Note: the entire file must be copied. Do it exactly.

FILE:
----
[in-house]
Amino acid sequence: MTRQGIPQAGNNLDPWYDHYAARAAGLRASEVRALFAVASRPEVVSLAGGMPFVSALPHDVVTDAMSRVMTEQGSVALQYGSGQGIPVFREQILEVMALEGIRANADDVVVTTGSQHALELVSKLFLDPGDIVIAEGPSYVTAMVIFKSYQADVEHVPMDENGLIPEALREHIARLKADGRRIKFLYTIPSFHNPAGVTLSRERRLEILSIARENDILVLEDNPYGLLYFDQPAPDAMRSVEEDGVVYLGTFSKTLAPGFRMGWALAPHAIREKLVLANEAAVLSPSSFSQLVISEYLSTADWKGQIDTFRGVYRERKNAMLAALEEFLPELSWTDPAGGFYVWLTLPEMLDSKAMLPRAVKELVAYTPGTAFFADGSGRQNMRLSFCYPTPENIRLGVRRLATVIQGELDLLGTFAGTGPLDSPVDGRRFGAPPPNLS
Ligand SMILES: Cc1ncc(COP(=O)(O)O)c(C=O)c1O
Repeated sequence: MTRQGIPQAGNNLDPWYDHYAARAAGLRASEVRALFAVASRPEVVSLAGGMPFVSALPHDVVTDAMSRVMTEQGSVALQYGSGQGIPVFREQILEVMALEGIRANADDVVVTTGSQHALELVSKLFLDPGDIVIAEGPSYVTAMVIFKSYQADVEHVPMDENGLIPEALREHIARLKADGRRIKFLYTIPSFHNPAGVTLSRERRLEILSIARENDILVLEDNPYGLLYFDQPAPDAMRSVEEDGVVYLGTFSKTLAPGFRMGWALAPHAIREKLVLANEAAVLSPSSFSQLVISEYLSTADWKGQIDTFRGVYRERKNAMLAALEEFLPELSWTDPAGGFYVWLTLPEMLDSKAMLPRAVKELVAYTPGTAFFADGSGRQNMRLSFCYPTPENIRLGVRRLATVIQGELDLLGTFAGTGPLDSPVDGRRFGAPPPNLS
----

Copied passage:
[in-house]
Amino acid sequence: MTRQGIPQAGNNLDPWYDHYAARAAGLRASEVRALFAVASRPEVVSLAGGMPFVSALPHDVVTDAMSRVMTEQGSVALQYGSGQGIPVFREQILEVMALEGIRANADDVVVTTGSQHALELVSKLFLDPGDIVIAEGPSYVTAMVIFKSYQADVEHVPMDENGLIPEALREHIARLKADGRRIKFLYTIPSFHNPAGVTLSRERRLEILSIARENDILVLEDNPYGLLYFDQPAPDAMRSVEEDGVVYLGTFSKTLAPGFRMGWALAPHAIREKLVLANEAAVLSPSSFSQLVISEYLSTADWKGQIDTFRGVYRERKNAMLAALEEFLPELSWTDPAGGFYVWLTLPEMLDSKAMLPRAVKELVAYTPGTAFFADGSGRQNMRLSFCYPTPENIRLGVRRLATVIQGELDLLGTFAGTGPLDSPVDGRRFGAPPPNLS
Ligand SMILES: Cc1ncc(COP(=O)(O)O)c(C=O)c1O
Repeated sequence: MTRQGIPQAGNNLDPWYDHYAARAAGLRASEVRALFAVASRPEVVSLAGGMPFVSALPHDVVTDAMSRVMTEQGSVALQYGSGQGIPVFREQILEVMALEGIRANADDVVVTTGSQHALELVSKLFLDPGDIVIAEGPSYVTAMVIFKSYQADVEHVPMDENGLIPEALREHIARLKADGRRIKFLYTIPSFHNPAGVTLSRERRLEILSIARENDILVLEDNPYGLLYFDQPAPDAMRSVEEDGVVYLGTFSKTLAPGFRMGWALAPHAIREKLVLANEAAVLSPSSFSQLVISEYLSTADWKGQIDTFRGVYRERKNAMLAALEEFLPELSWTDPAGGFYVWLTLPEMLDSKAMLPRAVKELVAYTPGTAFFADGSGRQNMRLSFCYPTPENIRLGVRRLATVIQGELDLLGTFAGTGPLDSPVDGRRFGAPPPNLS